Khalil Gharra has been taking part in daily vigils in support of hunger striking Palestinian prisoners. After arresting him in the middle of the night, police fail to present any evidence against him, and he is released without bail.
Shortly after midnight on Sunday, armed plainclothes policemen entered Khalil Gharra’s room in the dorms at Hebrew University of Jerusalem. The detectives waved a warrant at Gharra and another friend who happened to be there. They searched his room, confiscated a couple of laptops and threw Gharra in a cell at the infamous Russian Compound in Jerusalem.
This wasn’t the first time Gharra – who is active in the Balad party’s branch at the University – was harassed by the police. Last year he was put on trial following a protest he took part in; he was acquitted of all charges. According to his lawyer, attorney Alaa Mahajna, police made it clear to Gharra that they would meet again.
Gharra spent the night in the Russian Compound and was brought before a judge shortly before lunch on Monday. He was accused of threats and incitement. According to attorney Mahajna, the pretext for the arrest was a Facebook status in which Gharra criticized Palestinians from his village who serve in the police. But police failed to even produce that evidence (the status was written in September) despite confiscating Gharra’s computer; the prosecution had trouble establishing charges against him.
Lacking any reason to continue detaining him, the police agreed to release Gharra if he deposited NIS 5,000 ($1,500) of his own money as bail, on top of third party bail. Gharra refused. The judge released him without bail or any restricting conditions. He was sent home in the early afternoon.
I spoke to attorney Mahajna, who said he thinks the real reason for the arrest is Gharra’s political activity. Balad has been maintaining a small daily vigil at the university in support of the hunger striking Palestinians prisoners and the students have been subject to threats and harassment, including from law enforcement representatives.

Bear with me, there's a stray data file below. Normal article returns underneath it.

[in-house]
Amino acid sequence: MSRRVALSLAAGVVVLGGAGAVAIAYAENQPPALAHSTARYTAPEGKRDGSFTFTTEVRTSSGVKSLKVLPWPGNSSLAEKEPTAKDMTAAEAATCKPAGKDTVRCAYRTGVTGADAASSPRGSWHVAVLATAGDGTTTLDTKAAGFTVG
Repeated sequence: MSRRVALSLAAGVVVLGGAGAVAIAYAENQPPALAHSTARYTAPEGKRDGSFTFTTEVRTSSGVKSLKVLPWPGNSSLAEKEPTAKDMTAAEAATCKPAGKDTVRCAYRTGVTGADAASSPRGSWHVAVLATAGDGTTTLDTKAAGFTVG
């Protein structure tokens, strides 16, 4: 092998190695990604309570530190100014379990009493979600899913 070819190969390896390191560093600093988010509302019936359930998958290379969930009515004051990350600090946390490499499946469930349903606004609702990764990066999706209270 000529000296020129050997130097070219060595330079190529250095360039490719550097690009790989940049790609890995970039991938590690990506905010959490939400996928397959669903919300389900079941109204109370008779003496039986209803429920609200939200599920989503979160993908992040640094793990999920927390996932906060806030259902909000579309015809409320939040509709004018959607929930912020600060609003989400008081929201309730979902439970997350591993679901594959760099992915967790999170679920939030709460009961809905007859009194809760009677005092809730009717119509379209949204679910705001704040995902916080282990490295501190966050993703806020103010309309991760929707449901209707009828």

I know of many students who have been arrested in protests, it even happened to me in my first year at Tel Aviv University, but I never heard of a case in which the police knocked on the door of a Jewish student in the middle of the night. In general, when investigations regarding speech – incitement and so on – take place, activists are simply asked to report to the police station.
Police actions against Arab political activists within Israel take place on various levels, from restrictions on protests on campuses all the way to the attempts to ban Palestinian Knesset members from running in elections. In recent years, Balad has been the target of most of these attempts. Balad advocates a liberal, “state of all its citizens” model, which many Israelis see as a form of political subversion.
Law enforcement actions against political activists are most common during military operations. During Operation Cast Lead in Gaza, more than 700 Israeli citizens who protested the military campaign were arrested, including many Arab political figures and some 250 minors.